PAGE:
Then there is the matter of the Kosovo Liberation Army irregulars out in the hills. Their leaders in exile tell television interviewers that their men will not move forward from their positions as the Serbs leave. Nobody believes a word of it.

A mundane problem will be the traffic chaos as the monstrous military juggernaut rolls along the M2. The logistics wallahs are commandeering every passenger and freight train they can lay their hands on. They are even importing four locomotives by sea from England, expected in six days. They will play a vital role in carrying battle tanks, portable bridges and thousands of troops as the Nato force builds up over the coming weeks to its required strength of around 50,000 from Britain, America, France, Italy and Germany.

The task facing the British contingent is crucial. As the core of the force, it will begin restoring destroyed power systems, damaged water and sewage pipes and repairing scores of bombed bridges and roads. Hundreds of military engineers are confident they can make the heavily damaged parts of the city and the airport functional within days.

It sounds an impossible job. But they will do it. After all, they have built entire cities, albeit made of canvas and gravel, in under two days. These men of the 101 Logistic Brigade, under the command of Brigadier Tim Cross, are among the few true heroes to emerge from this tragic affair.

They built the camps at the height of the Kosovan exodus, when organisations including the United Nations High Commission for Refugees were paralysed. If necessary, they will build more cities of canvas in Kosovo to house the returning refugees.

Driving around the border area yesterday, it appeared possible that all this could end in some kind of success, that the price has been worth paying.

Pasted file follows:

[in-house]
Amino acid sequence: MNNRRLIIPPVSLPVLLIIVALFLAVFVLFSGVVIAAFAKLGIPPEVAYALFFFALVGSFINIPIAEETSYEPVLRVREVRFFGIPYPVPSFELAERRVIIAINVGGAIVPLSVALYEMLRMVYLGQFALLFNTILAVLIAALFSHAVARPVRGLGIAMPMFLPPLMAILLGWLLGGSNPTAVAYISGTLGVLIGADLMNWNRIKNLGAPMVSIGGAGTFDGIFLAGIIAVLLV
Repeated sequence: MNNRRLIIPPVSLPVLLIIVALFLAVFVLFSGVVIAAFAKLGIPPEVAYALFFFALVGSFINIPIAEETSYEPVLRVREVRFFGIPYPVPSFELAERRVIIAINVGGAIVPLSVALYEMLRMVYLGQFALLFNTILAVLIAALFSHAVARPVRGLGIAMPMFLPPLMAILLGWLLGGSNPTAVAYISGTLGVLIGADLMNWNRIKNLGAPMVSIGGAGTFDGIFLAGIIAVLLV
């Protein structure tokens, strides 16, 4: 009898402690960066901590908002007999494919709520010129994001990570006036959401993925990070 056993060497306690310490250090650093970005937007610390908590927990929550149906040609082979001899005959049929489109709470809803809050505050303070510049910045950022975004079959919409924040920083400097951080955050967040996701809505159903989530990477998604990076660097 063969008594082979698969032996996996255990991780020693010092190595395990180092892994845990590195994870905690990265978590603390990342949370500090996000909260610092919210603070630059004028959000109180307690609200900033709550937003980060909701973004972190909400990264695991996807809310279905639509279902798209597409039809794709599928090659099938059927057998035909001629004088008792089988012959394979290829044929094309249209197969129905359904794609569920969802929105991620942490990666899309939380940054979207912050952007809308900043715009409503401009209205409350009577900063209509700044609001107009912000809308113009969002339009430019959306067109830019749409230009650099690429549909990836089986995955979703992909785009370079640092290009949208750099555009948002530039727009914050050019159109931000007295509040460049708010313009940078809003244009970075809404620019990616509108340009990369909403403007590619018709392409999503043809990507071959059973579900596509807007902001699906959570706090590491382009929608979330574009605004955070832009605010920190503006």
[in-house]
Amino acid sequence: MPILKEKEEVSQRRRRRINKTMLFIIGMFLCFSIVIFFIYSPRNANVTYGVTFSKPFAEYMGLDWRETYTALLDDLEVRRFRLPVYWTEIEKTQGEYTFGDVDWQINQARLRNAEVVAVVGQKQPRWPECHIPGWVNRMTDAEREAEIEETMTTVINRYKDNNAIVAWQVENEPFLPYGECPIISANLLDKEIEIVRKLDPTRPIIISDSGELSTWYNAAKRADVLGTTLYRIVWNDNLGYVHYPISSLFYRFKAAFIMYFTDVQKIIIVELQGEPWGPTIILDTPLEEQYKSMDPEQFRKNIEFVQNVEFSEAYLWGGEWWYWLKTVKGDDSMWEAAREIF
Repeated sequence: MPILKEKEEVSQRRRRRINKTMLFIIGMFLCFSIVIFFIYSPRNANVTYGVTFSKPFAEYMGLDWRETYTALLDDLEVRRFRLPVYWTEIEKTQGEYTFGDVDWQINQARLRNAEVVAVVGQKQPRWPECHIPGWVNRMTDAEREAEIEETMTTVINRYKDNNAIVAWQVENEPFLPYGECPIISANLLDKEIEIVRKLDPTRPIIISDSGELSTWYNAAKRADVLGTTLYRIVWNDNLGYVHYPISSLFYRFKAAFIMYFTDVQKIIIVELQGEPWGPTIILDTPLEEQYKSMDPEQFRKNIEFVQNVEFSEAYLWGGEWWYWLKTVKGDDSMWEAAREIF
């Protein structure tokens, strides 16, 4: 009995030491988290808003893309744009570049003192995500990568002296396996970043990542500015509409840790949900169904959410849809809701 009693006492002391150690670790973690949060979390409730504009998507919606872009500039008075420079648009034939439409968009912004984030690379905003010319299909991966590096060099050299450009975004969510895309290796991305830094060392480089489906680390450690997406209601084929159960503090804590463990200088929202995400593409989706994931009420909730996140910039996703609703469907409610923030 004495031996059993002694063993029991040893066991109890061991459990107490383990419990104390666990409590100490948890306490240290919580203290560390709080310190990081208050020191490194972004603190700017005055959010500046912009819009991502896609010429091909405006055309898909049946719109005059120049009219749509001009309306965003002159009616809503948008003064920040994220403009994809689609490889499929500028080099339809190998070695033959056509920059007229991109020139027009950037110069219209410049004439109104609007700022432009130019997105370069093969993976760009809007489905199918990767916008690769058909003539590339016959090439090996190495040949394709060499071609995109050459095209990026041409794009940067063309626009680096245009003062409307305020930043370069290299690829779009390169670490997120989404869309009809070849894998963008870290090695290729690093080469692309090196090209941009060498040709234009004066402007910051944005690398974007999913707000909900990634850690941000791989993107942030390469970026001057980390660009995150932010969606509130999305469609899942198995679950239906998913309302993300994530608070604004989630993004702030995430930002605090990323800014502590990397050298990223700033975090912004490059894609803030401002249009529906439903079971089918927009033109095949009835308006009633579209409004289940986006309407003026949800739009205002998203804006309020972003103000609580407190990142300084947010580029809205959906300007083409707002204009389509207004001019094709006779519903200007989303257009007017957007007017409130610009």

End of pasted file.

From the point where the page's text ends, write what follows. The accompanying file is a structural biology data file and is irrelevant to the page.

There were signs at theStankovic 1 camp in Macedonia that the refugees were preparing for the deliverance that seemed so long in coming. They were not packing, because most had nothing to pack, but there were large meetings, addressed by the camp leaders, and nobody is in any doubt that, as soon as the road to the north is open, they intend to go home. Some say they will go the way they came, by foot. Others say they will wait until it is safe. But home they are going, and soon.

Yesterday we witnessed a curious little cameo as a regiment of German tanks made camp just feet away from the battle laager of the British Challenger tanks. They were the Palm Tree of the 33 Panzer Grenadiers and the black rats of the 4th British Armoured Brigade. The last time these two famous units met was in 1941-42 in north Africa, when Rommel's Afrika Corps met Montgomery's Desert Rats.

Today the grandsons of yesterday's enemies find themselves comrades. As they sprawled on the grass their eyes strayed up to the towering mountain wall 25km to the north that forms the gateway to a tiny backwater province of Europe that has produced so much violence, tragedy, political chicanery and tragic farce in the past eight weeks.

Tomorrow these young men will be sleeping somewhere over those mountains. Then they will spread out over the broken landscape and make it safe for the homecoming of hundreds of thousands of people in the dangerous months ahead.